As Covid restrictions continue and money gets tighter, people are turning to the value in their homes to ease the pressures.
But taking out a second mortgage is a complicated minefield, one that needs extra careful consideration.
Calculations are monstrously complicated and life-changing – ultimately that means repossession – if you don’t get them right.
Leading UK expert on second mortgages Nicholas Morrey is product technical officer for independent mortgage broker John Charcol.
Here he explains what you need to know and who to consult.
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Existing lender or remortgage?
The first steps for anyone thinking of a second charge loan should be to fully explore whether or not a further advance with your existing lender is a possibility or, via an independent whole of market broker, and a remortgage to a new lender for all the funding is a possibility as well.
This is because second charge lending tends to have higher interest rates and fees than for a “normal” mortgage.
If neither of those options are a possibility then the next step should be to understand why not and decide if the issue can be improved sufficiently quickly enough to enable one of those two options.
This is to try to avoid the often relatively expensive borrowing using a second charge lender.
The reason second charge loans are more expensive is to reflect the higher risk for the lender.
This is due to the fact that these loans have a second charge over the property, which means in the event that the property is sold the first charge lender receives their money, then the second charge lender receives their money.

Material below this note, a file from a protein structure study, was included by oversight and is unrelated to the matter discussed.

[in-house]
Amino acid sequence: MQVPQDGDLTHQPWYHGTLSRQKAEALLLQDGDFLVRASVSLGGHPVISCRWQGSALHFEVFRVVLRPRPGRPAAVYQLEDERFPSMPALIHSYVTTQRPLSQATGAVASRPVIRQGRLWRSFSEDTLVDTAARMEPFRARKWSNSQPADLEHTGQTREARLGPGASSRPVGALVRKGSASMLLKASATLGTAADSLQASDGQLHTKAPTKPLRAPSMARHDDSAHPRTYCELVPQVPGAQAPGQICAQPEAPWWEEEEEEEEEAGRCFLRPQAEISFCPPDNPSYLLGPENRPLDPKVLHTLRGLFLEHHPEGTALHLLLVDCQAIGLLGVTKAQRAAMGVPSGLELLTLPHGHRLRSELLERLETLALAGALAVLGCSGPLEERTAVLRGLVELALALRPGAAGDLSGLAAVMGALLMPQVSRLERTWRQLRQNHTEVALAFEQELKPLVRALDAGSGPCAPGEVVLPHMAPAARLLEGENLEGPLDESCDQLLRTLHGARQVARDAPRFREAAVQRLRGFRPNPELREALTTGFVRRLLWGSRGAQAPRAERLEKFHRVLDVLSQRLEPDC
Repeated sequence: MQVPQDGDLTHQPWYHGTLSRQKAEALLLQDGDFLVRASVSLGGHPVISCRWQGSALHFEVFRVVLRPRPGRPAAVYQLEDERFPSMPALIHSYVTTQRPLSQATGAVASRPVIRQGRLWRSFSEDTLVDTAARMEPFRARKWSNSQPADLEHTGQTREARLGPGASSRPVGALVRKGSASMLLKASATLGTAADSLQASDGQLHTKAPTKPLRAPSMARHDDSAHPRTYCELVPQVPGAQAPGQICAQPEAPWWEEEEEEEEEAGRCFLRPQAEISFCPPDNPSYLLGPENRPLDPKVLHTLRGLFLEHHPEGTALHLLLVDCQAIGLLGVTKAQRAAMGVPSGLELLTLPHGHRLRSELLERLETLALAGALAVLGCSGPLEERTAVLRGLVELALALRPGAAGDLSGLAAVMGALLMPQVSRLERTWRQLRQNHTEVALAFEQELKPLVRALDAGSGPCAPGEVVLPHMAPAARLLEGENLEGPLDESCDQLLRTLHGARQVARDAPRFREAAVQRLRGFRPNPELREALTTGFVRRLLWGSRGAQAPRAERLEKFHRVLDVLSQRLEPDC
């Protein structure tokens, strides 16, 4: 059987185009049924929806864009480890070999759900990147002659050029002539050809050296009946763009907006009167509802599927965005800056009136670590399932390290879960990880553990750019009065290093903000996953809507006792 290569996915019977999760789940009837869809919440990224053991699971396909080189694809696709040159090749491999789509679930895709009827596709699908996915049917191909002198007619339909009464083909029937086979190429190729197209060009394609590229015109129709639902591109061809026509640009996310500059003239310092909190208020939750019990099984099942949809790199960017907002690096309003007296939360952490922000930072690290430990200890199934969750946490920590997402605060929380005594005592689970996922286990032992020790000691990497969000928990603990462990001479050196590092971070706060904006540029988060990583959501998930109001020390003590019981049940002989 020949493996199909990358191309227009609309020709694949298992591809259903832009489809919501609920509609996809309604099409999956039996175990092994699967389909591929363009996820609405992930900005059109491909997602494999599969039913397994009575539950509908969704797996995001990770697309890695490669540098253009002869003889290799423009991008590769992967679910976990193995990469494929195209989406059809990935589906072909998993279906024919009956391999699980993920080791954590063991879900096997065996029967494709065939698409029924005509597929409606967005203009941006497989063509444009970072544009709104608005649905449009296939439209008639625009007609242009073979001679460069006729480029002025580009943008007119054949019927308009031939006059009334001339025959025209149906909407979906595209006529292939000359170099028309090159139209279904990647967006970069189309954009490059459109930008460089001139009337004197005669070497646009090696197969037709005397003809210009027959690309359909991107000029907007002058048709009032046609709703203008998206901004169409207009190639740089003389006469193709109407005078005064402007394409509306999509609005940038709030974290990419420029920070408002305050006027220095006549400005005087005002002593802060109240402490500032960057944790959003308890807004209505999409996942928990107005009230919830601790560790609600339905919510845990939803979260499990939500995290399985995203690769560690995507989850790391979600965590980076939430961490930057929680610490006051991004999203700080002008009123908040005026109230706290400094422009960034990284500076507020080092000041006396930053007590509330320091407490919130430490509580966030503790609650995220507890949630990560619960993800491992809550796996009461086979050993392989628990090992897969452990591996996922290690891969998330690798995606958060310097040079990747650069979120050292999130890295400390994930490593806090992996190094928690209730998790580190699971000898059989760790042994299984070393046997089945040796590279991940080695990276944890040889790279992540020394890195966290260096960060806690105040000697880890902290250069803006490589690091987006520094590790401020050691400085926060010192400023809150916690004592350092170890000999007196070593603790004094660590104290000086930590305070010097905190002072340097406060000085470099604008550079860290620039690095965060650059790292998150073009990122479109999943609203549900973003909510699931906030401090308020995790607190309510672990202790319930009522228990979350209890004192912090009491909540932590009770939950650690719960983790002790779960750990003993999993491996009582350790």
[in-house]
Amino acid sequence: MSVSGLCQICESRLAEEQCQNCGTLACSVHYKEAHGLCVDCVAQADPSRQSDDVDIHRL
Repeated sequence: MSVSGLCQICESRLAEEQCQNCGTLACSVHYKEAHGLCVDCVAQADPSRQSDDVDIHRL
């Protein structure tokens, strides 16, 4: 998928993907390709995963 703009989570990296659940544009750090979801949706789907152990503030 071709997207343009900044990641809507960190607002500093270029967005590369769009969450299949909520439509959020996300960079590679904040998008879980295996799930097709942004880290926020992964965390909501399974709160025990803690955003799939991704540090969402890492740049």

If there is not enough money form the proceeds of the sale then the second charge lender would miss out and pursue the borrower for any outstanding sums.
Once the decision has been made to go for a second charge loan the applicant(s) should consider using an independent whole of mortgage broker for the second charge application.
This is because there are quite a few providers for second charges who, like for normal mortgages, have different products with different interest rates, fees and features.
The adviser will not only help them navigate these complexities to make a recommendation but they should also be able to help structure the borrowing to best suit the applicants’ needs both now and in the future.
The choices of product will include fixed or variable interest rates with varying fees that will suit different types of situation.
Fixed rates often have early repayment charges for the duration of the fixed rate but variable rates (including rates that track the Bank of England Base rate) might have no early repayment fees, which might suit some people best.
Applicants should pay particular attention to the early repayment charge structure (as well as the interest rate and all fees) to make sure it fits in with their plans.
Their broker will provide them with an illustration that should have all the costs and relevant features before discussing it with them in full.